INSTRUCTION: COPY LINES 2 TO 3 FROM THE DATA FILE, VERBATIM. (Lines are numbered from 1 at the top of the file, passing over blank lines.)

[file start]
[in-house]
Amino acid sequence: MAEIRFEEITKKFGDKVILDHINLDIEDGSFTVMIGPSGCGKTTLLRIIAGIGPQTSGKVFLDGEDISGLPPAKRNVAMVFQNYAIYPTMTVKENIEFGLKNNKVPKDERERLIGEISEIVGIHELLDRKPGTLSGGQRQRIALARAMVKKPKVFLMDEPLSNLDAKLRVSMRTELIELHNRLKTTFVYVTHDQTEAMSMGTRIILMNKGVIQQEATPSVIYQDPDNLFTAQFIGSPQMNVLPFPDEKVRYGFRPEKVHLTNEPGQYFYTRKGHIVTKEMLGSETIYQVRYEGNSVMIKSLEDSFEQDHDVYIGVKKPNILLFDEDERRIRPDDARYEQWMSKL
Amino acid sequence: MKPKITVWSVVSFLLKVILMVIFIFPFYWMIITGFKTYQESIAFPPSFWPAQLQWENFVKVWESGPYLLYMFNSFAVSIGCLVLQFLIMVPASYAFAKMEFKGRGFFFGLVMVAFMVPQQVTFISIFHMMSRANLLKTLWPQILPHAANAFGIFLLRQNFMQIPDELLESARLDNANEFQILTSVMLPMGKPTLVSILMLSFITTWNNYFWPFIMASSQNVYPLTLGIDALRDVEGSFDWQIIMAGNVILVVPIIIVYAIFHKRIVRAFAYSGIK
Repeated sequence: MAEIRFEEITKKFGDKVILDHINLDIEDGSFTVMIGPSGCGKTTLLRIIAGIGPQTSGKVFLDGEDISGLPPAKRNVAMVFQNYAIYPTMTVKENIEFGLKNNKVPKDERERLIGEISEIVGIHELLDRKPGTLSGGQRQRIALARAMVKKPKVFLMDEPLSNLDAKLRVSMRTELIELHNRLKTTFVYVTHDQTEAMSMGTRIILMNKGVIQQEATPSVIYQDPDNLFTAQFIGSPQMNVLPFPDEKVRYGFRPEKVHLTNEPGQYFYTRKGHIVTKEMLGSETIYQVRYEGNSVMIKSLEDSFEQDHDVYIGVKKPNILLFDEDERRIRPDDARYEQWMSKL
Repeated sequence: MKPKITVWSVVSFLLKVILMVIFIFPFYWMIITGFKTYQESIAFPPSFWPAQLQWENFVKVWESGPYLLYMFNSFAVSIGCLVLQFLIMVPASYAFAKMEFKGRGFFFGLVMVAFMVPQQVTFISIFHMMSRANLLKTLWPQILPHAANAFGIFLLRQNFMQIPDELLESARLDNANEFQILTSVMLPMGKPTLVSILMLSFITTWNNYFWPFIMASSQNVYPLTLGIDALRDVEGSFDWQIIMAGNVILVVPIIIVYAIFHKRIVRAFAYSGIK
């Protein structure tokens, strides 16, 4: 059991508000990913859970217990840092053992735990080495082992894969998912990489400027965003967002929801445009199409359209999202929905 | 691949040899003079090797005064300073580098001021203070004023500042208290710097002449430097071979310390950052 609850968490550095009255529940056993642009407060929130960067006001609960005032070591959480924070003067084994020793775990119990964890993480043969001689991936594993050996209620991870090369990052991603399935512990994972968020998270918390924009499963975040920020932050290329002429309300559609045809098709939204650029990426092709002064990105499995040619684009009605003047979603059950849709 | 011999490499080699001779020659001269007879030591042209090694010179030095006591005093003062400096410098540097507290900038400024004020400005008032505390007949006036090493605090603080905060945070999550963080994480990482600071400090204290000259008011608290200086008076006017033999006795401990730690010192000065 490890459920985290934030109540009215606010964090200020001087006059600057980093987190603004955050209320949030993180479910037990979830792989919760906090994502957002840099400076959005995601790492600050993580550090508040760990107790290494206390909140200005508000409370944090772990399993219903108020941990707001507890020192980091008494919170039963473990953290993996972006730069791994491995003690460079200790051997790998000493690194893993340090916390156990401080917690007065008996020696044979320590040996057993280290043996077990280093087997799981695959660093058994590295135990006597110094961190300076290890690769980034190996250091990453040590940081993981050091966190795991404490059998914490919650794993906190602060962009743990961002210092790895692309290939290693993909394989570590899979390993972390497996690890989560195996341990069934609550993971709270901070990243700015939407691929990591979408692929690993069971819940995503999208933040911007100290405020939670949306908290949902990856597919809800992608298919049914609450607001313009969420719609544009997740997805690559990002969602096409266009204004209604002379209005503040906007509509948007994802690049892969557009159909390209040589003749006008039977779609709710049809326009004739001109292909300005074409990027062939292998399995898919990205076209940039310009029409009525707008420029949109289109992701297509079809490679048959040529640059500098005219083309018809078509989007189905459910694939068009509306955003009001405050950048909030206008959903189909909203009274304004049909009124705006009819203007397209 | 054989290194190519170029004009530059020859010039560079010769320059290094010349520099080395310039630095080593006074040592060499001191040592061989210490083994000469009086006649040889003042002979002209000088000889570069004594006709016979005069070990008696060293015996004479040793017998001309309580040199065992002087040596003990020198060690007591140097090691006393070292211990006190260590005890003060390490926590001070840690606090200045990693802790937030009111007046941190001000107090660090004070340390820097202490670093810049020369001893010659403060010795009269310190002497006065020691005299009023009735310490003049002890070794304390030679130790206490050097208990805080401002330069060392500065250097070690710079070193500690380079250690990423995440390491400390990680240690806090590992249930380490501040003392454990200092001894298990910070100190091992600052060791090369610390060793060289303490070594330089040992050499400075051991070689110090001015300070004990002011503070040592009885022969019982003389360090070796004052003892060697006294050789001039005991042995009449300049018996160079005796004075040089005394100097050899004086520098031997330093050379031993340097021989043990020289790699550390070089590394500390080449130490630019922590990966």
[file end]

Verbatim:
Amino acid sequence: MAEIRFEEITKKFGDKVILDHINLDIEDGSFTVMIGPSGCGKTTLLRIIAGIGPQTSGKVFLDGEDISGLPPAKRNVAMVFQNYAIYPTMTVKENIEFGLKNNKVPKDERERLIGEISEIVGIHELLDRKPGTLSGGQRQRIALARAMVKKPKVFLMDEPLSNLDAKLRVSMRTELIELHNRLKTTFVYVTHDQTEAMSMGTRIILMNKGVIQQEATPSVIYQDPDNLFTAQFIGSPQMNVLPFPDEKVRYGFRPEKVHLTNEPGQYFYTRKGHIVTKEMLGSETIYQVRYEGNSVMIKSLEDSFEQDHDVYIGVKKPNILLFDEDERRIRPDDARYEQWMSKL
Amino acid sequence: MKPKITVWSVVSFLLKVILMVIFIFPFYWMIITGFKTYQESIAFPPSFWPAQLQWENFVKVWESGPYLLYMFNSFAVSIGCLVLQFLIMVPASYAFAKMEFKGRGFFFGLVMVAFMVPQQVTFISIFHMMSRANLLKTLWPQILPHAANAFGIFLLRQNFMQIPDELLESARLDNANEFQILTSVMLPMGKPTLVSILMLSFITTWNNYFWPFIMASSQNVYPLTLGIDALRDVEGSFDWQIIMAGNVILVVPIIIVYAIFHKRIVRAFAYSGIK